Art.Street.Life - The things we see around us everyday both the practical and the pretty.

Friday, 25 April 2014

Penfold Pillar Boxes

Large Penfold - Osborne Road, Jesmond, Newcastle upon Tyne
If you were asked to describe the shape of a British post box you would probably describe it as round or cylindrical. There is though one type of post box that is instantly recognisable from Christmas cards to biscuit tins to actual real, functioning letter boxes – the hexagonal Penfold.
Large Penfold - Kensington High Street/Melbury Road, London W8
The Post Office had struggled with a standard design for pillar boxes which could be adopted across the country. The previous National Standard pillar box introduced in 1859 was lacking in both appearance and functionality. There was no 'Post Office' on the box to indicate whose property it was and no royal cypher. As it made in just one size it was found to be too small for many areas where posting volumes was high. Within five years the Post Office was looking was for yet another design. According to Jean Young Farrugia's book The Letter Box the Secretary to the Post Office, John Tilley, decided it was time for a hexagonal shape. However he noted, “tho' not perhaps remarkably handsome”.
Large Penfold in Pembroke Gardens, W8. The second of three Penfolds remaining in Kensington. The third is at Kensington Palace Gardens.
In June 1864 the Post Office looked to J(ohn) W(ornham) Penfold to design a new pillar box for them. Penfold was an experienced architect and surveyor. His work as an architect around London and his native Haslemere is often overlooked in favour of his post box design. He was elected the first Honorary Secretary of the Institute of Surveyors (now the Royal Institute of Chartered Surveyors) and also served as President of the Architectural Association.
Large Penfold - St. Pancras Way, NW1. Note the textured paint added to the side.
By October 1865 the Post Office had finally approved Penfold's new design. As requested it was hexagonal in shape and came complete with 'Post Office' and the Royal Arms crest around its collar and the 'VR' cypher. Whilst it less ornate than previous designs of pillar boxes these were Victorian times and a few flourishes were included. The top of the box was covered in acanthus leaves – a nod to Greek, Roman and Byzantine architecture. These flowed down the roof to a neat row of evenly sized balls. The aperture was covered with a swinging flap with 'LETTERS' on it.
Small Penfold - King's College, Cambridge
Once the design was finalised the contract for making the boxes was awarded to Cochrane, Grove and Company. The new Penfold overcame the problem of high posting volumes by coming in three sizes. Sites for the new post boxes were established and the new boxes started to be distributed in September 1866.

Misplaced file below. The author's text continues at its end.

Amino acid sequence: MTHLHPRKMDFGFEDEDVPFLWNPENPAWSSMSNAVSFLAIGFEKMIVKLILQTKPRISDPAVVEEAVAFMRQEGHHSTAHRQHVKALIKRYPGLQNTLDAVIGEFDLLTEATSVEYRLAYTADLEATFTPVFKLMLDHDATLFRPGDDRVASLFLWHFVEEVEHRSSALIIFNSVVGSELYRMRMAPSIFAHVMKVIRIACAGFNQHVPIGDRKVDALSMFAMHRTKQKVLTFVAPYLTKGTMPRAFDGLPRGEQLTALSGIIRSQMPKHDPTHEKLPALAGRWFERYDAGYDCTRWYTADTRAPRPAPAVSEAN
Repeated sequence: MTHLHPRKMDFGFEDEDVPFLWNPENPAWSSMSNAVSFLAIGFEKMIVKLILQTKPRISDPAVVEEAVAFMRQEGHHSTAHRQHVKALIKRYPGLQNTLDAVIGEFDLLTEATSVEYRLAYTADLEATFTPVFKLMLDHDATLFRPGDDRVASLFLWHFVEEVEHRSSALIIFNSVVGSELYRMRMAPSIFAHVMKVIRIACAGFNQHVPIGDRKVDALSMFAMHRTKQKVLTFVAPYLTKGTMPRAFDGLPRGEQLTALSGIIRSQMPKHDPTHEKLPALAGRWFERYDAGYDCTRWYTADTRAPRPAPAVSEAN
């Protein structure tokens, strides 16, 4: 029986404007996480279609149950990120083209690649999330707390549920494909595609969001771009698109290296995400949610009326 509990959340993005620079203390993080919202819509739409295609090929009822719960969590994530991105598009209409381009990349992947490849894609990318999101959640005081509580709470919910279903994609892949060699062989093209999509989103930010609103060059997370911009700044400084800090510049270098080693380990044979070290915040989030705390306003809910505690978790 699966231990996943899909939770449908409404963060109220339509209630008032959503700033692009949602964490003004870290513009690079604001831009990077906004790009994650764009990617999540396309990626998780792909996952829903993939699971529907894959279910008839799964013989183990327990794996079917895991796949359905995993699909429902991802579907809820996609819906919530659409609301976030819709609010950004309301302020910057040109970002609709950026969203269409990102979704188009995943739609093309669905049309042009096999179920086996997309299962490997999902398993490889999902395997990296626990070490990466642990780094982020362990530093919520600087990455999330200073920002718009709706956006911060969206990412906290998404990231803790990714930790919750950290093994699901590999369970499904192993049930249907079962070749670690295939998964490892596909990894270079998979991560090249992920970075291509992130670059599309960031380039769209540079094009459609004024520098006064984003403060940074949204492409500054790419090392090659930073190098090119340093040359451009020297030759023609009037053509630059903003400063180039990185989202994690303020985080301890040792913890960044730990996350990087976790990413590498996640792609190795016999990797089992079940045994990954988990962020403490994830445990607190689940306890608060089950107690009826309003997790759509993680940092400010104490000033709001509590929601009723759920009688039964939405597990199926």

Maker's mark of Cochrane & Co, Dudley
Despite their fine appearance the new boxes did have design faults. Complaints about rainwater getting into the box (already a known problem with older boxes) and packages getting stuck in the roof were received. I have seen reports of anything between three and fifteen modifications for the Penfold during its manufacture. The swinging 'LETTERS' flap was the first thing to go. The most significant modification was the lowering of the aperture which switched places with the Royal Arms crest. Despite these problems original boxes are still in use today. I'm not sure if they have been modified internally in any way over the years.
Large Penfold - Pavillion Gardens, Buxton, opposite the Opera House. Note the collection plate holder has switched positions with the aperture.

When the Penfolds were first made they were painted green as previous boxes had been but the decision was made to start repainting all post boxes red in July 1874. 
Large Penfold - Promenade Street/Clonmel Street, Llandudno. Same later modification as the Buxton box.
The biggest design problem the Penfold had was ultimately what caused its death – their high manufacture and repair cost. By 1874 the writing was on the wall for the Penfold and new designs and manufacturers were being sought. In 1879 the Penfolds were replaced with the first version of the cylindrical box that is so familiar today albeit without 'Post Office' or a royal cypher on it again.

All of the Penfolds featured on this post are original however do not be fooled into thinking all Penfolds in use today are Victorian. In 1988 the Post Office decided to start making replica Penfolds. More on these in a later post...

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